Alternatively: How many books were included in early Bible compilations and then later removed?

A book in the bible, to my understanding, is one of the many named divisions in the Old and New Testament. Mathew, Mark, Luke and John would be 4 different books, and each of Paul's letters to the churchs in the different cities would each be a 'book'

There are a certain number of Books in the King James Version, but how many other 'books' or writings did scholars/historians/religious leaders have access to but for one reason or another, were never included in the more modern Bible compilations. (perhaps due to controversy, or translation disputes, or issues in verifying the author)

If we could go back and add all of these books and letters to the Old and New Testament today, how many books would the Bible have?

This questions comes out of curiousity after seeing books in a Catholic printing of the bible that did not exist in the King James version.

I'm assuming the Apostles or whoever compiled the Bible books, didn't have the whole structure and order down in the exact way they printed now.

  • If there is someone that could suggust a better wording for my question, please do. Every time I read the question, the wording sounds awkward.. Commented Aug 31, 2012 at 19:45
  • I think the problem is that you need to define "what was it removed from?" Also the council of Nicaea may be of interet to you. Commented Aug 31, 2012 at 19:55
  • Ah, I guess i need a breakdown of the compiling history of the Bible.. Commented Aug 31, 2012 at 20:02
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    Quick answer: Thousands of books that death with the interaction of morality and 1st century Judean religious belief were not added. Many were purported as fiction (e.g. The Acts of Perpetua) many more were simply Gnostic Gospels (e.g. Gospels of Thomas, Judas), and still others were just plain silly (e.g.Gospel of Peter). These were neither "banned" nor suppressed. They simply never came to mind when Christians asked other Christians "What are the best books to read?". If you search canon tag, you'll find I've written a lot about the process and criteria already. Commented Aug 31, 2012 at 20:11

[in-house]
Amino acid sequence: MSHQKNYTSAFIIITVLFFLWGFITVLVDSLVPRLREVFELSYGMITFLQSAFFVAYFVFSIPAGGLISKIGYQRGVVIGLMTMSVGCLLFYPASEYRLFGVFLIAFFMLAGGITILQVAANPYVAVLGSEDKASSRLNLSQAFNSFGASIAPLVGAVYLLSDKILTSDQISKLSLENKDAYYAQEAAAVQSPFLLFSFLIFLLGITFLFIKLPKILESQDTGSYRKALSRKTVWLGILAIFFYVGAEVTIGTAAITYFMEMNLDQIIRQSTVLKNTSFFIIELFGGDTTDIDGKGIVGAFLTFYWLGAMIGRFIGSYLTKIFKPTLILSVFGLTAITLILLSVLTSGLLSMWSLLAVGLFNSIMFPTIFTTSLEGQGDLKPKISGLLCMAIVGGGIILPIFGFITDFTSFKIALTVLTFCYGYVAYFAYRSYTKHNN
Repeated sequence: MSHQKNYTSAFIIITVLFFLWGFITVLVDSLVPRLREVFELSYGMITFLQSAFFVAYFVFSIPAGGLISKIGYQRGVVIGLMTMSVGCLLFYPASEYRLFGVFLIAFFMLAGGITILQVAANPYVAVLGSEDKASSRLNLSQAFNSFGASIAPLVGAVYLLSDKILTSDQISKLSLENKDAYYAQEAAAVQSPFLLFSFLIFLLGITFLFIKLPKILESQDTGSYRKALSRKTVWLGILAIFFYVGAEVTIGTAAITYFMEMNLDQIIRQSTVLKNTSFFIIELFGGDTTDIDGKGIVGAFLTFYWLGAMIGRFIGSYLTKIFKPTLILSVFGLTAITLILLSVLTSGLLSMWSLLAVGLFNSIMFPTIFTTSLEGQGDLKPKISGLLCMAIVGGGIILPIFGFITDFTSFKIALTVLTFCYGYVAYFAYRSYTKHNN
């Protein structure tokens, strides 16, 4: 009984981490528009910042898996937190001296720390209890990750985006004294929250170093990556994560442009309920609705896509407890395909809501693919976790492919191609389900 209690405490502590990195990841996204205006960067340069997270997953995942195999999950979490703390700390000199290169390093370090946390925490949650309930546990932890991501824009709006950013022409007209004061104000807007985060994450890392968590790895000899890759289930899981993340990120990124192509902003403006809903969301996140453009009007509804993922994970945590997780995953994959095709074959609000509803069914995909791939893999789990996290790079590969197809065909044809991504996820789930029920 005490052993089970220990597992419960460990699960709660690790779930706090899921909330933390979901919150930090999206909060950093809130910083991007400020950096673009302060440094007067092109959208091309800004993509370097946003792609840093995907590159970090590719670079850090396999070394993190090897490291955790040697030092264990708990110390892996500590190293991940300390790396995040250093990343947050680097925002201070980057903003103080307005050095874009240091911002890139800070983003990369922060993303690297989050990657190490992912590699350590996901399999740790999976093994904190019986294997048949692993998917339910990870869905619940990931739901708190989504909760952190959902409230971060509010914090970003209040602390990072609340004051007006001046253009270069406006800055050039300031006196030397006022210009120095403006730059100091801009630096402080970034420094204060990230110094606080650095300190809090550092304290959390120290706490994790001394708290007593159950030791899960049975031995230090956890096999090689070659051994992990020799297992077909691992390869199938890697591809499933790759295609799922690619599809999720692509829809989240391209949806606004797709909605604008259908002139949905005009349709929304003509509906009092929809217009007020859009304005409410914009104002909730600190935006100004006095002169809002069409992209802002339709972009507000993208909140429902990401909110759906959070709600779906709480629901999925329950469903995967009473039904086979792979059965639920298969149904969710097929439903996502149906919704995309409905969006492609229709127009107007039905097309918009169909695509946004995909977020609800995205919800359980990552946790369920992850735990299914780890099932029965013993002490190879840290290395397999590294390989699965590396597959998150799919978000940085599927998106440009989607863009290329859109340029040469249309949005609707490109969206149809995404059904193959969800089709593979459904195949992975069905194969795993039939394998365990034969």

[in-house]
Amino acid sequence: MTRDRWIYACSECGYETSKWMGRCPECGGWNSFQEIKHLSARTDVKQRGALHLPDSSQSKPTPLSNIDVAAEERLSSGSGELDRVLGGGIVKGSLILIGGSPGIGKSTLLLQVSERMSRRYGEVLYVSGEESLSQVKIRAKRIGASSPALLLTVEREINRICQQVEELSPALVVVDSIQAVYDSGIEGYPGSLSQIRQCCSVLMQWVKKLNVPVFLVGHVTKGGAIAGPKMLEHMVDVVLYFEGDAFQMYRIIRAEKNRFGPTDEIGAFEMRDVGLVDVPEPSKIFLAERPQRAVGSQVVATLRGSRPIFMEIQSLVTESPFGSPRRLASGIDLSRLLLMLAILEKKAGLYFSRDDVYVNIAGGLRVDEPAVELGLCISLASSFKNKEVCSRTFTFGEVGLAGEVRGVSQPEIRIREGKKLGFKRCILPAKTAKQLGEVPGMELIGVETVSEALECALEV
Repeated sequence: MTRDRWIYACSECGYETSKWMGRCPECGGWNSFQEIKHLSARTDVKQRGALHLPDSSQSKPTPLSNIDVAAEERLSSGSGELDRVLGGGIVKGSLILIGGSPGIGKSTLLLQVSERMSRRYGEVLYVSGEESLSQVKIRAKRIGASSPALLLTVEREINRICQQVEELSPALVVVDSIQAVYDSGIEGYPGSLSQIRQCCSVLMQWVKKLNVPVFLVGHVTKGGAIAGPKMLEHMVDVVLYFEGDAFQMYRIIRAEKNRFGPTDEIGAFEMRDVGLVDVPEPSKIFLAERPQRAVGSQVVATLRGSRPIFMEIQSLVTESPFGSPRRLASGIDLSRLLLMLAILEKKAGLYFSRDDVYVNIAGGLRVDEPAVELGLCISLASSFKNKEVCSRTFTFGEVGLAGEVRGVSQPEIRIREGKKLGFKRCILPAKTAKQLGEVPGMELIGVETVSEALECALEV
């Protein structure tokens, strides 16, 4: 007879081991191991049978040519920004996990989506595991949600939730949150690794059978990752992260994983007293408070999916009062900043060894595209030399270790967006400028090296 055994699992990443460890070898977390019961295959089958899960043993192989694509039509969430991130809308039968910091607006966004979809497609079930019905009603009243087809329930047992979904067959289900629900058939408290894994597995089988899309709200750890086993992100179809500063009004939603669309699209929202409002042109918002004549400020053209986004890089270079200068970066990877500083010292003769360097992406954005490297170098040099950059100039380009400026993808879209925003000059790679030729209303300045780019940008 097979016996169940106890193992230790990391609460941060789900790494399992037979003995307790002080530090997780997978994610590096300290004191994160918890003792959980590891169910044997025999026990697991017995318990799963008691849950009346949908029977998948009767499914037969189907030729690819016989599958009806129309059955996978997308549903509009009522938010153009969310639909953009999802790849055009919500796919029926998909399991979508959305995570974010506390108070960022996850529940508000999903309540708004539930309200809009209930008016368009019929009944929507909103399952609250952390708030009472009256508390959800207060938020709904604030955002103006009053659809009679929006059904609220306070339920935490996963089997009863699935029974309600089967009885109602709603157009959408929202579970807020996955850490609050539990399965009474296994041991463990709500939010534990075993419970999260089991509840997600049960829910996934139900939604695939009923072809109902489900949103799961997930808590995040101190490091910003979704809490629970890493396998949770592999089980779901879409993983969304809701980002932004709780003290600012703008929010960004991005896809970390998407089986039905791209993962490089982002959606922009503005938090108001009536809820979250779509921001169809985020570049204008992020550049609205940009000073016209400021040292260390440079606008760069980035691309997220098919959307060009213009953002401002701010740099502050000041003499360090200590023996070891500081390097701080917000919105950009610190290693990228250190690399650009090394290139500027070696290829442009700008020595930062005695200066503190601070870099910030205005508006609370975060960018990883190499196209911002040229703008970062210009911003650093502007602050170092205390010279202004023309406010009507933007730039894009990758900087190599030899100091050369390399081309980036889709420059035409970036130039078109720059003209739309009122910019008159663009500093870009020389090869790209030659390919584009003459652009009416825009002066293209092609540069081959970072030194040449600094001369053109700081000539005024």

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    You can find a wide selection of these books online at the Early Christian Writings website. Commented Sep 4, 2012 at 16:24

1 Answer 1


The "books" of the Bible are just that- they are separate works by separate authors in separate contexts. Yes, Luke wrote 2, Moses wrote 5, and Paul wrote somewhere between 7 and 13, but Stephen King has written more than one book, too :)

Matthew, for example, was written by the Apostle Matthew. Luke, by Paul's traveling companion. Mark was written by Peter's close friend. The point is, these are different books by different authors that are just assembled into a library of what, by consensus, has been agreed to be the best of the best.

To ask, "what books dind't make it in?" is answered by a simple statement: everything else.

There were all sorts of Gnostic Gospels at the time, but, of course, the main stream of Christianity rejected that. As such, there was never a "conspiracy" to keep out, say, the 115 proverbs that are the Gospel of Thomas, or the Epistle of Barnabas, or the Gospel of Peter, or Judas, or any of the lot. There was simply a general agreement that all of these books had no more place in the Christian canon than Mitt Romney would in the Democratic Convention.

Additionally, there were several fictional works, in the same way that today people write historical fiction. Google "New Testament Apocrypha" for details.

Finally, one accepted criteria for canonicity was an apostolic claim. As such, important Christian works such as 1 Clement, the martyrdom of Polycarp, The Shepherd of Hermas, or the Didache are highly important and good theology in them. They are worthy of study by Christians, but never made the criteria of canonicity.

In short, the Bible is really a lot like, say, the New York Times best seller list. It is a compilation of what's "best". What's not included isn't trash- its just not in the same league. The same is true of the canon. C.S. Lewis is amazing, but he isn't the agreed upon historical consensus.

  • Dumb question on my part: when Luke wrote Luke, had Paul been converted? Commented Sep 1, 2012 at 3:55
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    Not dumb. But the answer is yes-Luke met Paul after his conversion, wrote Luke and Acts. Commented Sep 1, 2012 at 7:27
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    To add that great list. "The Shepherd of Hermas" was consider for a while as well. Commented Sep 4, 2012 at 10:34
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    @IgnatiusTheophorus - from a Protestant point of view, why would you want to add 7 to the Bible? :)
    – warren
    Commented Sep 4, 2012 at 18:15
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    @jackweinbender - they weren't viewed as canonical, though - indeed, the Catholic church calls it deuterocanonical
    – warren
    Commented Sep 4, 2012 at 20:33

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